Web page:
Monday, July 05, 2010
The business case for becoming “gender bi-lingual” is very strong for many businesses. Firstly, Avivah Wittenberg-Cox states, the biggest single, growing, poorly-tapped market for many large companies is not China, India or Brazil – it’s women in their existing home markets. Her message is that companies are still working to gender assumptions that men wield the economic power. Their products and their communications are designed to “speak” to men. Those companies that become gender bi-lingual create real competitive advantage.
Secondly, in our inter-connected business world, the skills of collaborative working, networking, and understanding people are more and more vital. Women have been shown time and again to be stronger at these skills.
So what’s at the heart of gender bi-lingual communication? For Heidi Mottram, newly appointed CEO of Northumbrian Water, it is about creating values based organisations – values that transcend male/female stereo-types. But if the top team of the company is all male, and the layer below is all, or nearly all, male, how do you create a real understanding of what those values should be - and how they should be expressed?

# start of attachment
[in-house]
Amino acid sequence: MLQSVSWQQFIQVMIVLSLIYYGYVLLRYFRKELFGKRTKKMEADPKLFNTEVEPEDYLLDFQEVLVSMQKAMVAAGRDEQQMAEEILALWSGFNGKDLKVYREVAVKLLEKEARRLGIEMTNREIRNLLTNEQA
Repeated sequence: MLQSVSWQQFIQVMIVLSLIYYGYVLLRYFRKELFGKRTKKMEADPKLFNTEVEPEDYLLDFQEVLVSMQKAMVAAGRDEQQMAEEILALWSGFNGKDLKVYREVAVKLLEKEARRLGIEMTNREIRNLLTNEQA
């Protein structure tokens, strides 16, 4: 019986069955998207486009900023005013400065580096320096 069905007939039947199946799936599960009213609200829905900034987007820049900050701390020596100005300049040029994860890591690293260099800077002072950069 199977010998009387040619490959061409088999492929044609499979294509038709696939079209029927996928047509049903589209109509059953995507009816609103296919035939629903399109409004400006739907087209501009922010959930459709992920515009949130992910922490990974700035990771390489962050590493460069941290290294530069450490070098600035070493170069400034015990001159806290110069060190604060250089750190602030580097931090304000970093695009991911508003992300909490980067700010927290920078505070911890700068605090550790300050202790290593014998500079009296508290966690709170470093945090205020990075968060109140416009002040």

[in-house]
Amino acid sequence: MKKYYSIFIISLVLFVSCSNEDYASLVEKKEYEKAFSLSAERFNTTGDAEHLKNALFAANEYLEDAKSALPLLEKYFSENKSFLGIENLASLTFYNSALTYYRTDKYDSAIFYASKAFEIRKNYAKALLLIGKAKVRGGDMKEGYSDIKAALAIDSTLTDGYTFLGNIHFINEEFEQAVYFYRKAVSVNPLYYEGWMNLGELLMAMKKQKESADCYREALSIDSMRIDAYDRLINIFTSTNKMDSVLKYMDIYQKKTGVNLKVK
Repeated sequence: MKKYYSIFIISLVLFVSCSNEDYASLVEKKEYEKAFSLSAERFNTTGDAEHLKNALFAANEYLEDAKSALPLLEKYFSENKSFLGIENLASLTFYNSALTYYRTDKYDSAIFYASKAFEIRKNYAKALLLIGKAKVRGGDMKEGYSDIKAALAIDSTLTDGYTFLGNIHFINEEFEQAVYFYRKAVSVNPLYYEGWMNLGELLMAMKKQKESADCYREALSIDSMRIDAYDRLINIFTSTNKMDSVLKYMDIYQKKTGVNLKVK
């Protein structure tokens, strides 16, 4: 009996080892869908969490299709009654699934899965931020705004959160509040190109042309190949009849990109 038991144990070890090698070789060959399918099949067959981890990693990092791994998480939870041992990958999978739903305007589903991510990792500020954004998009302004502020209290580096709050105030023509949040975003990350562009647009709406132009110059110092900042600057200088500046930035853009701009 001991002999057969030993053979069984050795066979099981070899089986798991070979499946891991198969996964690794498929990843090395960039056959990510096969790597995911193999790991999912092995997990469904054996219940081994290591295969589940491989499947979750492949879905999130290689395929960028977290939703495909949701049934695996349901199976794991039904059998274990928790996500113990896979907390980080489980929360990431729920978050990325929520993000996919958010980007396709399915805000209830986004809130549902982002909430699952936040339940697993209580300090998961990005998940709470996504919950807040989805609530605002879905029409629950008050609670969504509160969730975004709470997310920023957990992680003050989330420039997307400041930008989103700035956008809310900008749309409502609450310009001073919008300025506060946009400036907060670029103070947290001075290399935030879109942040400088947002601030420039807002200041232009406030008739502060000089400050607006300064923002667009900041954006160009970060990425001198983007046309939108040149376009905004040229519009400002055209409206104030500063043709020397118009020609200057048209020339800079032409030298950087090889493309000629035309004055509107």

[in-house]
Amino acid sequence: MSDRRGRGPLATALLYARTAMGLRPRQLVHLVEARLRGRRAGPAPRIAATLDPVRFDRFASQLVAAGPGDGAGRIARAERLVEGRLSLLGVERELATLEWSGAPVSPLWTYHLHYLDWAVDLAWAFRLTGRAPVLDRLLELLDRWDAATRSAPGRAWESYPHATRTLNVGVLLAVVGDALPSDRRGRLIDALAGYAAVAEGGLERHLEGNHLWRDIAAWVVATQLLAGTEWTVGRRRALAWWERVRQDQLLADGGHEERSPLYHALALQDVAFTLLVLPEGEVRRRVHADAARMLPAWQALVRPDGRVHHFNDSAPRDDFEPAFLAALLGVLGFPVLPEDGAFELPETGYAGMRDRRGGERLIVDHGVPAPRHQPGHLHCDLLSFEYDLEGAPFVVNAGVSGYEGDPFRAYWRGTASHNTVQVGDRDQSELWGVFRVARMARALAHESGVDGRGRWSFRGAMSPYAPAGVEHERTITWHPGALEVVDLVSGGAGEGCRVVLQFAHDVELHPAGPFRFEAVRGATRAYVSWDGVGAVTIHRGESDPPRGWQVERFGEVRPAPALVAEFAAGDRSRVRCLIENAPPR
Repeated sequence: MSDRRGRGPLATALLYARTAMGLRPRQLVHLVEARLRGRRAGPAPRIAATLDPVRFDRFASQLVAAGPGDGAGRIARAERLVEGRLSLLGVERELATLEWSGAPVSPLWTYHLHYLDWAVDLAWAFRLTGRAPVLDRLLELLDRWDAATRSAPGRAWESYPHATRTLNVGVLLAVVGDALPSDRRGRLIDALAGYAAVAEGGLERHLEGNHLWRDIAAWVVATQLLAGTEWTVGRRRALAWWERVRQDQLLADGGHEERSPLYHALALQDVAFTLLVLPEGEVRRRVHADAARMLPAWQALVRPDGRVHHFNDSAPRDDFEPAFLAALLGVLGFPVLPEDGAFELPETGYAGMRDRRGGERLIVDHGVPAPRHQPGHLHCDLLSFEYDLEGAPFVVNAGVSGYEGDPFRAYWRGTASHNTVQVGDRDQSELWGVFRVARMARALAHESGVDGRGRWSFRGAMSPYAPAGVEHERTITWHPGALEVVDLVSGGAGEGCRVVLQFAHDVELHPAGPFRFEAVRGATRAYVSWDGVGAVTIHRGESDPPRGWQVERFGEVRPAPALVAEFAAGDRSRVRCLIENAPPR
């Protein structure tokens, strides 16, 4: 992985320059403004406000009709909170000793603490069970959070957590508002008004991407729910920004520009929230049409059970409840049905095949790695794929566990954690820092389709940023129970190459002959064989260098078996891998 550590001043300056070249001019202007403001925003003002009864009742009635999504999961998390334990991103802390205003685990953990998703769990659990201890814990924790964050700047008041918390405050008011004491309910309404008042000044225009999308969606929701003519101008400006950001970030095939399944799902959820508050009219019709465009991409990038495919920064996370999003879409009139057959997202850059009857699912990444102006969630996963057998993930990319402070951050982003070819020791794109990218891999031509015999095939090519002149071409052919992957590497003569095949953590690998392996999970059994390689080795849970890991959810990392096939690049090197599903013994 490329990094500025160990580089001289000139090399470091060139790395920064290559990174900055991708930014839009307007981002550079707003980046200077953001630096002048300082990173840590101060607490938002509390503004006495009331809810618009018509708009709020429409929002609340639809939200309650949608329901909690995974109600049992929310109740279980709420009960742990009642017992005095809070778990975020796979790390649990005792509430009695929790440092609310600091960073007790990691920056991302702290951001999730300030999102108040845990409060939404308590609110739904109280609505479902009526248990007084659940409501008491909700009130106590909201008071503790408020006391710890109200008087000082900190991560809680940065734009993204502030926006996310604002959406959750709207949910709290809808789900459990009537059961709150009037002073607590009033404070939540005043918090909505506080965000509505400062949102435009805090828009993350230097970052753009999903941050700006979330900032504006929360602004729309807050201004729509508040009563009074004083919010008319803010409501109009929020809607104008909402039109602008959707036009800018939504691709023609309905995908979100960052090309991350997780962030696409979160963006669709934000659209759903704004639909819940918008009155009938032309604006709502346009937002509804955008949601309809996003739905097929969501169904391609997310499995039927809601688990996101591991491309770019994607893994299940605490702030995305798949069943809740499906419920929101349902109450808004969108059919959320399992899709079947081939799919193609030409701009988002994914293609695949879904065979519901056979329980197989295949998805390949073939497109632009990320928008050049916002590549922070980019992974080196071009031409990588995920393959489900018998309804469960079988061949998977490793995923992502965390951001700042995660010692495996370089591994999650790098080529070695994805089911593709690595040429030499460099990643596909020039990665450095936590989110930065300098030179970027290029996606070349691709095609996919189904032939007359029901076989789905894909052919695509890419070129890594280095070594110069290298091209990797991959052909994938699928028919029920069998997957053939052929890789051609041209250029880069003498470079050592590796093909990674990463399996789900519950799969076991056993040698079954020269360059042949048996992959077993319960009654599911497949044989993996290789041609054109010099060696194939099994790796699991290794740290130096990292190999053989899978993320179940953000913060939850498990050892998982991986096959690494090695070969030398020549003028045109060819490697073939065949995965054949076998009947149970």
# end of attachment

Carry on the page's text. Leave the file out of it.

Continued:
As someone who has listened to this debate for decades now, the answers from the conference made sense to me:
• get more women into leadership roles
• stop “fixing” the women and start fixing the culture!
• trust those women to succeed by thinking and acting as women leaders, with different skills, rather than behaving like a man
If those are the answers for you too - what’s your role in making it happen?
Posted by Editor at 2:02 pm